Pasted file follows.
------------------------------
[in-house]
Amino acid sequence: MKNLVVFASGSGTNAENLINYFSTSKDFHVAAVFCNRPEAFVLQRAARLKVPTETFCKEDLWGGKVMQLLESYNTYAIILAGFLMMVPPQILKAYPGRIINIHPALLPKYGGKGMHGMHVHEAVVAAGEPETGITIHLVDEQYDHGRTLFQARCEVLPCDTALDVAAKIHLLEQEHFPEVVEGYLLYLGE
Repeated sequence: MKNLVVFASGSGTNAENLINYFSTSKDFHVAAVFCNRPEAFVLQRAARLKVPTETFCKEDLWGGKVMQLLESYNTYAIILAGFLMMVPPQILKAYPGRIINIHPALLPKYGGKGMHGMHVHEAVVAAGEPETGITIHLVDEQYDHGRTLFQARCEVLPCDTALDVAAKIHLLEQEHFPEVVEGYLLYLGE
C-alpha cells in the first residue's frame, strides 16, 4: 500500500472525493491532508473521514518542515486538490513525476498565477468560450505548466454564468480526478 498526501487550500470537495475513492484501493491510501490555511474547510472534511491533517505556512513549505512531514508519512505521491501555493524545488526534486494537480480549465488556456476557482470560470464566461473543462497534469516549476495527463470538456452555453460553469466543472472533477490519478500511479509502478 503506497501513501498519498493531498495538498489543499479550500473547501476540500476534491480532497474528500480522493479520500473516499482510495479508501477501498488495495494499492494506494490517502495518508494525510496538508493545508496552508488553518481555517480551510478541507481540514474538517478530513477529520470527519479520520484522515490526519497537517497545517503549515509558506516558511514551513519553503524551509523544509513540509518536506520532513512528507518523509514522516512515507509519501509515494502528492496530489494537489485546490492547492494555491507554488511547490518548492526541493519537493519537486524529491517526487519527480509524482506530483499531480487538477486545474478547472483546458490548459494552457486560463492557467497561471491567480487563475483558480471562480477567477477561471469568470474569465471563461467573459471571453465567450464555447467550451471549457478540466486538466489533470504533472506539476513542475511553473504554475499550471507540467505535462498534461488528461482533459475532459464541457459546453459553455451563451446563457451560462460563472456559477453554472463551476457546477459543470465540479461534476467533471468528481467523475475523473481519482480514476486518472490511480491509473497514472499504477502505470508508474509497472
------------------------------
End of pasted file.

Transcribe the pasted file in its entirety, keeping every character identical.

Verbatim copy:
[in-house]
Amino acid sequence: MKNLVVFASGSGTNAENLINYFSTSKDFHVAAVFCNRPEAFVLQRAARLKVPTETFCKEDLWGGKVMQLLESYNTYAIILAGFLMMVPPQILKAYPGRIINIHPALLPKYGGKGMHGMHVHEAVVAAGEPETGITIHLVDEQYDHGRTLFQARCEVLPCDTALDVAAKIHLLEQEHFPEVVEGYLLYLGE
Repeated sequence: MKNLVVFASGSGTNAENLINYFSTSKDFHVAAVFCNRPEAFVLQRAARLKVPTETFCKEDLWGGKVMQLLESYNTYAIILAGFLMMVPPQILKAYPGRIINIHPALLPKYGGKGMHGMHVHEAVVAAGEPETGITIHLVDEQYDHGRTLFQARCEVLPCDTALDVAAKIHLLEQEHFPEVVEGYLLYLGE
C-alpha cells in the first residue's frame, strides 16, 4: 500500500472525493491532508473521514518542515486538490513525476498565477468560450505548466454564468480526478 498526501487550500470537495475513492484501493491510501490555511474547510472534511491533517505556512513549505512531514508519512505521491501555493524545488526534486494537480480549465488556456476557482470560470464566461473543462497534469516549476495527463470538456452555453460553469466543472472533477490519478500511479509502478 503506497501513501498519498493531498495538498489543499479550500473547501476540500476534491480532497474528500480522493479520500473516499482510495479508501477501498488495495494499492494506494490517502495518508494525510496538508493545508496552508488553518481555517480551510478541507481540514474538517478530513477529520470527519479520520484522515490526519497537517497545517503549515509558506516558511514551513519553503524551509523544509513540509518536506520532513512528507518523509514522516512515507509519501509515494502528492496530489494537489485546490492547492494555491507554488511547490518548492526541493519537493519537486524529491517526487519527480509524482506530483499531480487538477486545474478547472483546458490548459494552457486560463492557467497561471491567480487563475483558480471562480477567477477561471469568470474569465471563461467573459471571453465567450464555447467550451471549457478540466486538466489533470504533472506539476513542475511553473504554475499550471507540467505535462498534461488528461482533459475532459464541457459546453459553455451563451446563457451560462460563472456559477453554472463551476457546477459543470465540479461534476467533471468528481467523475475523473481519482480514476486518472490511480491509473497514472499504477502505470508508474509497472